Beef Stroganoff (Gluten-free, Paleo, Primal, Perfect Health Diet friendly)
salt and black pepper to taste
2 tbsp rice flour, divided (cassava flour or coconut flour okay, see note below)
3 tbsp ghee or butter, divided
1 shallot, diced
8oz white mushrooms, sliced
2 cloves garlic, minced
1/4 tsp ground mustard
1 pinch ground allspice
1/4 cup dry white wine
1 cup beef broth
1 tbsp sour cream (coconut cream okay)
chopped parsley to garnish
1. Pat the steak strips dry with paper towels, then season with salt and pepper and toss with 1 tbsp of the flour to give the pieces a light dusting.
2. Heat 2 tbsp of the ghee in a large skillet over medium-high heat until shimmering, about 2 minutes. Add the steak and pan-fry, in batches to avoid overcrowding the skillet, until each side develops a nice crust, about 2 minutes per side. Set the steak aside.
3. Reduce heat to medium, then add the remaining 1 tbsp of ghee and the shallots. Saute until softened and translucent, about 3 minutes, stirring often. Add the mushrooms and saute until they start to release their liquid, about 3 minutes. Add the garlic and saute until aromatic, about 30 seconds.
4. Add the ground mustard, ground allspice, and the remaining 1 tbsp of flour to the mixture, then toss until evenly distributed and aromatic, about 1 minute. Add the white wine and broth; stir and simmer until it starts to thicken, about 1 minute, then add the steak and any accumulated juices. Simmer until the steak is warmed and the sauce is about as thick as gravy, about 1 minute.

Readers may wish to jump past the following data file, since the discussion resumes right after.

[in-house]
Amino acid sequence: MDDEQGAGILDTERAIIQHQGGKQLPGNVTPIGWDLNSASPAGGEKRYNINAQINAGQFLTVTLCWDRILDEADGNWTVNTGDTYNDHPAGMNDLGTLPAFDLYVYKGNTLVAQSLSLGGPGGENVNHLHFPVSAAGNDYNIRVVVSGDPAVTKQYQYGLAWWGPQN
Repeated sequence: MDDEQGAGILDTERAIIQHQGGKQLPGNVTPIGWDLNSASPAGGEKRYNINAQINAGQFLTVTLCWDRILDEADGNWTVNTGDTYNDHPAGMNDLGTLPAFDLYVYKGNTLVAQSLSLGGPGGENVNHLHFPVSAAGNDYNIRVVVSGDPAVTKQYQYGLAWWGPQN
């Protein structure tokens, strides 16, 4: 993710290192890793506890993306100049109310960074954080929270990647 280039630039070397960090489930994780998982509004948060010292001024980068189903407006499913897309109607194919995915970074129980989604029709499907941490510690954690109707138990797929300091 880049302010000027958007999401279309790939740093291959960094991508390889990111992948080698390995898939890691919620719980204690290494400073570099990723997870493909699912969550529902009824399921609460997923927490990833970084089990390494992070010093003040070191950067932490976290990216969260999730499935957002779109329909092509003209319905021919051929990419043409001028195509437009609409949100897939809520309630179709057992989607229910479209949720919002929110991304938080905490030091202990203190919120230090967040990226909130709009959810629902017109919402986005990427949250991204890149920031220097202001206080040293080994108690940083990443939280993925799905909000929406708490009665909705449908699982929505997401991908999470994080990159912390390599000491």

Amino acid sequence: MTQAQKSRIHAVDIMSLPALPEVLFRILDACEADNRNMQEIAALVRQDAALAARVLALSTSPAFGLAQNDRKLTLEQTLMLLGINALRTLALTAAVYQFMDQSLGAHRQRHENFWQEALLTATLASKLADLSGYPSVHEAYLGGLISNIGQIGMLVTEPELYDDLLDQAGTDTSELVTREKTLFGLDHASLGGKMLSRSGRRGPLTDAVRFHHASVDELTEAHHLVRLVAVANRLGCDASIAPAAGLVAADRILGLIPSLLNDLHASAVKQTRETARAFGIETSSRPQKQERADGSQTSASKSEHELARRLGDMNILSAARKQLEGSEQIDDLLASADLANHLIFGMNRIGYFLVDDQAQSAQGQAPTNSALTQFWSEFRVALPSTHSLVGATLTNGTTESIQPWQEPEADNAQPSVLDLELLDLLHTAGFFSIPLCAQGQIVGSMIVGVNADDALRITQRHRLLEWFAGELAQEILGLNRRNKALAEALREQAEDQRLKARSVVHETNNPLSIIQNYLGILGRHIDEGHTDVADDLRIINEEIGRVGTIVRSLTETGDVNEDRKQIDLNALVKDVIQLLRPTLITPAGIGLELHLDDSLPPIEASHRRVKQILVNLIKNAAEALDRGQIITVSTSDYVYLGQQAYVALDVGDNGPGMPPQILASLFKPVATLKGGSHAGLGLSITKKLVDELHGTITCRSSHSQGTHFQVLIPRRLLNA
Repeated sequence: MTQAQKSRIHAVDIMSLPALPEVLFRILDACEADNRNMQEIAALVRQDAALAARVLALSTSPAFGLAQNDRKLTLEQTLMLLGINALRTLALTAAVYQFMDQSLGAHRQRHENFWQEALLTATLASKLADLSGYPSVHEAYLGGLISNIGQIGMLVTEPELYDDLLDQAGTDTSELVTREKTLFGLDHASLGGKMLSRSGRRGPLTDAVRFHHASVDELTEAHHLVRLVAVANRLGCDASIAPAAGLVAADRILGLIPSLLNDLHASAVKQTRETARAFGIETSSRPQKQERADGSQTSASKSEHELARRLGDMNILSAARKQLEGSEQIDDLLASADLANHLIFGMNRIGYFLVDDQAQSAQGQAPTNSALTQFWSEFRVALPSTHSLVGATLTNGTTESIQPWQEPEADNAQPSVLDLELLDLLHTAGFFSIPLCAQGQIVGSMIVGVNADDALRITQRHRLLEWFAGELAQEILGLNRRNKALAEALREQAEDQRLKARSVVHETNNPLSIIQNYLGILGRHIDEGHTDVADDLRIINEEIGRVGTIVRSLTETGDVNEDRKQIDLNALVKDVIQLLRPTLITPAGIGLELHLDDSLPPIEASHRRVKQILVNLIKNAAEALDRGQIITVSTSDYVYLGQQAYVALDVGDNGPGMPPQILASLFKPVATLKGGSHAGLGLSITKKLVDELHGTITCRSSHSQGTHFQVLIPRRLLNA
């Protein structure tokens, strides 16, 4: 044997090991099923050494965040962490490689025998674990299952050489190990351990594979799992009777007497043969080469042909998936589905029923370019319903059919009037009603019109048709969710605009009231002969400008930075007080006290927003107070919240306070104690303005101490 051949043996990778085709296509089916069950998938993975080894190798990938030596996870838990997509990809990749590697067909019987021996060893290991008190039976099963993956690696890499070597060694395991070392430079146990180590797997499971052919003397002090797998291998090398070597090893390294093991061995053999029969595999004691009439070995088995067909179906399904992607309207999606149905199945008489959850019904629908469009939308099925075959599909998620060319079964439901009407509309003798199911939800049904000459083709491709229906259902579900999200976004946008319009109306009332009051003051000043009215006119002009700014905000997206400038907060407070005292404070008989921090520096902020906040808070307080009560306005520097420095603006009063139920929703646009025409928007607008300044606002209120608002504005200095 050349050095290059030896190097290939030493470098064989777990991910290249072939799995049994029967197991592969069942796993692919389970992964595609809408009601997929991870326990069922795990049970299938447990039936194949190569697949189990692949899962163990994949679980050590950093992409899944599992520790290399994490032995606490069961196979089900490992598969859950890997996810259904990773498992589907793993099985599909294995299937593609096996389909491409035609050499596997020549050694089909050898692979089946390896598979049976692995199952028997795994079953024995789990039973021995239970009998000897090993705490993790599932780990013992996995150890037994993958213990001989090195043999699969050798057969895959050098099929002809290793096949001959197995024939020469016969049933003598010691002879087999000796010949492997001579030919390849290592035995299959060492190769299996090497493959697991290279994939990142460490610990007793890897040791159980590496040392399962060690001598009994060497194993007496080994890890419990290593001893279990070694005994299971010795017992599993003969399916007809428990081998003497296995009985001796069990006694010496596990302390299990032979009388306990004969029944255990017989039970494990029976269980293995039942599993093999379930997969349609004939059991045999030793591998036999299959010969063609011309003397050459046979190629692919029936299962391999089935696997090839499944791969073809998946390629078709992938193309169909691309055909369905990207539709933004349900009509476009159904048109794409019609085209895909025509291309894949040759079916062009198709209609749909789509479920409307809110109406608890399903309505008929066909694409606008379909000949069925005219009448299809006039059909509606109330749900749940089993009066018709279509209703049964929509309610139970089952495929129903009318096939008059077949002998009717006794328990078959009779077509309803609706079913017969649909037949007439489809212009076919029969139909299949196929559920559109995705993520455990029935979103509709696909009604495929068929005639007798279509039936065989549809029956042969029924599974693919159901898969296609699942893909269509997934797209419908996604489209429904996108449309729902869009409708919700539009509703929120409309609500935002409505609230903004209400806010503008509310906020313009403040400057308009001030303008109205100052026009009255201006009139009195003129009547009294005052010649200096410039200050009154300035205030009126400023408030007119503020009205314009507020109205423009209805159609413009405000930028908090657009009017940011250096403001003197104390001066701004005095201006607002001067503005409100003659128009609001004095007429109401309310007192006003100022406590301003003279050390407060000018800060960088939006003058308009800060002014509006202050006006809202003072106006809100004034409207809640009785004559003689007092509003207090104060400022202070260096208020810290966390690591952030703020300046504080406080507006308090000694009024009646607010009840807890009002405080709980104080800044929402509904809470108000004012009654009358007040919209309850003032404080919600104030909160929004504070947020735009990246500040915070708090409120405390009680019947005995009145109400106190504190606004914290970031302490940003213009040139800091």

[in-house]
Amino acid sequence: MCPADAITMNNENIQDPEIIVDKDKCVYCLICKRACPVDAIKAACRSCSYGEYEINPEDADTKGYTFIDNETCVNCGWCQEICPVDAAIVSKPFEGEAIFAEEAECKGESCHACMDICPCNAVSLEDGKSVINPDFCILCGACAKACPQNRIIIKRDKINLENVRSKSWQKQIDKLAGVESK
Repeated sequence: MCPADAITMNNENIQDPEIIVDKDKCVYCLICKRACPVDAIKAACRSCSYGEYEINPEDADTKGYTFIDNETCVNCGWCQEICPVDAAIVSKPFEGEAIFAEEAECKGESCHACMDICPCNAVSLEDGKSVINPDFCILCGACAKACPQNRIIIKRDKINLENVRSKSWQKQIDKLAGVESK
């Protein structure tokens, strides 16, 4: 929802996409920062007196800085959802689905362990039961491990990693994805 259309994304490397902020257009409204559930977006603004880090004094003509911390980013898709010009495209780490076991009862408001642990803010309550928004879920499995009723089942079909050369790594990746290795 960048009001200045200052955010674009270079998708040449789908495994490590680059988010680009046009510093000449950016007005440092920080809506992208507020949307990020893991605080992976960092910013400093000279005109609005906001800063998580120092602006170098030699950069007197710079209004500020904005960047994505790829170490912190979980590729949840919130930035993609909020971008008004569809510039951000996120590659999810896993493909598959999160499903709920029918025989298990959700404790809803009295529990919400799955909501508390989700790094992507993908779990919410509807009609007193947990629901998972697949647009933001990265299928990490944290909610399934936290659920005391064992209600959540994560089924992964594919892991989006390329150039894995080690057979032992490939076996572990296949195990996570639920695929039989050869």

5. Remove from the heat and stir in the sour cream. Taste and add salt and pepper as needed, then garnish with chopped parsley and serve. Some folks serve it with rice, while others, especially in the US, serve it with egg noodles.
** A note on flours: I typically use rice flour to thicken my sauces, because I feel that it best mimics the texture of a wheat flour roux. For those who avoid rice (it’s a contested ingredient in the Paleo community), cassava flour or coconut flour will work fine. For the photos in this recipe, I used Otto’s cassava flour, which thickened nicely but has a gummier consistency than rice flour. Likewise, coconut flour is usually a bit grittier than rice flour, and will sometimes tend to clump (but won’t be gummy).
** If using butter instead of ghee, be sure to watch the butter so it doesn’t burn while browning the steak, and adjust the heat as needed; there is a fine line between delicious browned butter and bitter burnt butter. One option would be to mix the butter with an oil like olive oil or coconut oil when browning to prevent the milk solids from burning. Ghee doesn’t contain milk solids, so there is no danger of it burning.